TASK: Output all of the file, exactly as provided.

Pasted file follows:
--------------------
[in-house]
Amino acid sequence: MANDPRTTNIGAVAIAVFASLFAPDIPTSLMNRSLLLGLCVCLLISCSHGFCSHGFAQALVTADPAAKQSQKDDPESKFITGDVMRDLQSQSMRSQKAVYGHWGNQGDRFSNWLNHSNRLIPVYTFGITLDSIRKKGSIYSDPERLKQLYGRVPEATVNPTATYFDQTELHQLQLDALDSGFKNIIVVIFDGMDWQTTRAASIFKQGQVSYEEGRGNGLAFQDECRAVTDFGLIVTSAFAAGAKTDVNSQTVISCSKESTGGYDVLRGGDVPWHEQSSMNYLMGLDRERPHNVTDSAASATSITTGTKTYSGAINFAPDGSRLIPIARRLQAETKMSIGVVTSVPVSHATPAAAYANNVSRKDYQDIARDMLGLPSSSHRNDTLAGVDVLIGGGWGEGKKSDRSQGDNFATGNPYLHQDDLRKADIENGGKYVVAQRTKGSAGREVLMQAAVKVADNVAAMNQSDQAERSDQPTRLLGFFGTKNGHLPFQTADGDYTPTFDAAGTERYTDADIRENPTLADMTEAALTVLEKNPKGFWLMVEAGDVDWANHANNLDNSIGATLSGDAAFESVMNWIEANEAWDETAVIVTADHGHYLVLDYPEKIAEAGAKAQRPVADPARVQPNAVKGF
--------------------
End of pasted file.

[in-house]
Amino acid sequence: MANDPRTTNIGAVAIAVFASLFAPDIPTSLMNRSLLLGLCVCLLISCSHGFCSHGFAQALVTADPAAKQSQKDDPESKFITGDVMRDLQSQSMRSQKAVYGHWGNQGDRFSNWLNHSNRLIPVYTFGITLDSIRKKGSIYSDPERLKQLYGRVPEATVNPTATYFDQTELHQLQLDALDSGFKNIIVVIFDGMDWQTTRAASIFKQGQVSYEEGRGNGLAFQDECRAVTDFGLIVTSAFAAGAKTDVNSQTVISCSKESTGGYDVLRGGDVPWHEQSSMNYLMGLDRERPHNVTDSAASATSITTGTKTYSGAINFAPDGSRLIPIARRLQAETKMSIGVVTSVPVSHATPAAAYANNVSRKDYQDIARDMLGLPSSSHRNDTLAGVDVLIGGGWGEGKKSDRSQGDNFATGNPYLHQDDLRKADIENGGKYVVAQRTKGSAGREVLMQAAVKVADNVAAMNQSDQAERSDQPTRLLGFFGTKNGHLPFQTADGDYTPTFDAAGTERYTDADIRENPTLADMTEAALTVLEKNPKGFWLMVEAGDVDWANHANNLDNSIGATLSGDAAFESVMNWIEANEAWDETAVIVTADHGHYLVLDYPEKIAEAGAKAQRPVADPARVQPNAVKGF